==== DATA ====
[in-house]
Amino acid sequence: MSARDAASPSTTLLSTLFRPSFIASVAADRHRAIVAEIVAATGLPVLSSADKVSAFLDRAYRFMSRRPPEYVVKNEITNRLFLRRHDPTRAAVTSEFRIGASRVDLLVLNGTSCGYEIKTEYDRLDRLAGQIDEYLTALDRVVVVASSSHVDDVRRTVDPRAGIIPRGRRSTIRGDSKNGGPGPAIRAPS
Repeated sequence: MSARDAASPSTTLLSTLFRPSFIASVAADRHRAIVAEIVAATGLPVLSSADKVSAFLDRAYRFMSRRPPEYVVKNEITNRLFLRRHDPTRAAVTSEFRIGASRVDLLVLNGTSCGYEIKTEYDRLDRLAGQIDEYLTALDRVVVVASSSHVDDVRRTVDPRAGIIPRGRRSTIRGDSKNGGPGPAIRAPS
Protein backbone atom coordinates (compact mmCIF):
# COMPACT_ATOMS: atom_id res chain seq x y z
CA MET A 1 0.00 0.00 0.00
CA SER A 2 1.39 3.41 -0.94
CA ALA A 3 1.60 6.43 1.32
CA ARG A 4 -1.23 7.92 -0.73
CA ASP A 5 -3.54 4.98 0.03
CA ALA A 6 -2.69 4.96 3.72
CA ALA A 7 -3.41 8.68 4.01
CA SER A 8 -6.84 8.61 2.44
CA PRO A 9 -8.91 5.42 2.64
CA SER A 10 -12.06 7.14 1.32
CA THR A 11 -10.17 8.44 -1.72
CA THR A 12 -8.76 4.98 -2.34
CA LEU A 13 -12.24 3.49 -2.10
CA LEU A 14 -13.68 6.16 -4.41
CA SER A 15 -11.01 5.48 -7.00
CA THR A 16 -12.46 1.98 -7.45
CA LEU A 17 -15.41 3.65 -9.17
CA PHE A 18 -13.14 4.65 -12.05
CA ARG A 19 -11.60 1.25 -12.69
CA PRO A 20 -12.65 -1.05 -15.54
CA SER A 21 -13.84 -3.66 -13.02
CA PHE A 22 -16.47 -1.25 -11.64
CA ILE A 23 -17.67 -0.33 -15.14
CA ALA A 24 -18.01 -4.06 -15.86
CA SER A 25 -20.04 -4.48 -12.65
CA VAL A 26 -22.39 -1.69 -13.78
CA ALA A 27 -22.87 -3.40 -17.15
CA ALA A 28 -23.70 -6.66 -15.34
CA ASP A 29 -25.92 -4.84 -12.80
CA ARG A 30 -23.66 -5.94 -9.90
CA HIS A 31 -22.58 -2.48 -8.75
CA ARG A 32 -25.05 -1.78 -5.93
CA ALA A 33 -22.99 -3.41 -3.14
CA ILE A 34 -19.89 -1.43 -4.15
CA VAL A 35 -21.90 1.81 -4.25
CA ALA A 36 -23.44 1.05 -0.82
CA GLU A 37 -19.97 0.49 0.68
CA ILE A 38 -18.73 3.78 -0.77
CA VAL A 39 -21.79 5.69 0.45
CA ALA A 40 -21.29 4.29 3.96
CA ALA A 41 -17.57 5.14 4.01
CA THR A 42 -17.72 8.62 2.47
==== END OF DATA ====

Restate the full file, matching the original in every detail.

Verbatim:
[in-house]
Amino acid sequence: MSARDAASPSTTLLSTLFRPSFIASVAADRHRAIVAEIVAATGLPVLSSADKVSAFLDRAYRFMSRRPPEYVVKNEITNRLFLRRHDPTRAAVTSEFRIGASRVDLLVLNGTSCGYEIKTEYDRLDRLAGQIDEYLTALDRVVVVASSSHVDDVRRTVDPRAGIIPRGRRSTIRGDSKNGGPGPAIRAPS
Repeated sequence: MSARDAASPSTTLLSTLFRPSFIASVAADRHRAIVAEIVAATGLPVLSSADKVSAFLDRAYRFMSRRPPEYVVKNEITNRLFLRRHDPTRAAVTSEFRIGASRVDLLVLNGTSCGYEIKTEYDRLDRLAGQIDEYLTALDRVVVVASSSHVDDVRRTVDPRAGIIPRGRRSTIRGDSKNGGPGPAIRAPS
Protein backbone atom coordinates (compact mmCIF):
# COMPACT_ATOMS: atom_id res chain seq x y z
CA MET A 1 0.00 0.00 0.00
CA SER A 2 1.39 3.41 -0.94
CA ALA A 3 1.60 6.43 1.32
CA ARG A 4 -1.23 7.92 -0.73
CA ASP A 5 -3.54 4.98 0.03
CA ALA A 6 -2.69 4.96 3.72
CA ALA A 7 -3.41 8.68 4.01
CA SER A 8 -6.84 8.61 2.44
CA PRO A 9 -8.91 5.42 2.64
CA SER A 10 -12.06 7.14 1.32
CA THR A 11 -10.17 8.44 -1.72
CA THR A 12 -8.76 4.98 -2.34
CA LEU A 13 -12.24 3.49 -2.10
CA LEU A 14 -13.68 6.16 -4.41
CA SER A 15 -11.01 5.48 -7.00
CA THR A 16 -12.46 1.98 -7.45
CA LEU A 17 -15.41 3.65 -9.17
CA PHE A 18 -13.14 4.65 -12.05
CA ARG A 19 -11.60 1.25 -12.69
CA PRO A 20 -12.65 -1.05 -15.54
CA SER A 21 -13.84 -3.66 -13.02
CA PHE A 22 -16.47 -1.25 -11.64
CA ILE A 23 -17.67 -0.33 -15.14
CA ALA A 24 -18.01 -4.06 -15.86
CA SER A 25 -20.04 -4.48 -12.65
CA VAL A 26 -22.39 -1.69 -13.78
CA ALA A 27 -22.87 -3.40 -17.15
CA ALA A 28 -23.70 -6.66 -15.34
CA ASP A 29 -25.92 -4.84 -12.80
CA ARG A 30 -23.66 -5.94 -9.90
CA HIS A 31 -22.58 -2.48 -8.75
CA ARG A 32 -25.05 -1.78 -5.93
CA ALA A 33 -22.99 -3.41 -3.14
CA ILE A 34 -19.89 -1.43 -4.15
CA VAL A 35 -21.90 1.81 -4.25
CA ALA A 36 -23.44 1.05 -0.82
CA GLU A 37 -19.97 0.49 0.68
CA ILE A 38 -18.73 3.78 -0.77
CA VAL A 39 -21.79 5.69 0.45
CA ALA A 40 -21.29 4.29 3.96
CA ALA A 41 -17.57 5.14 4.01
CA THR A 42 -17.72 8.62 2.47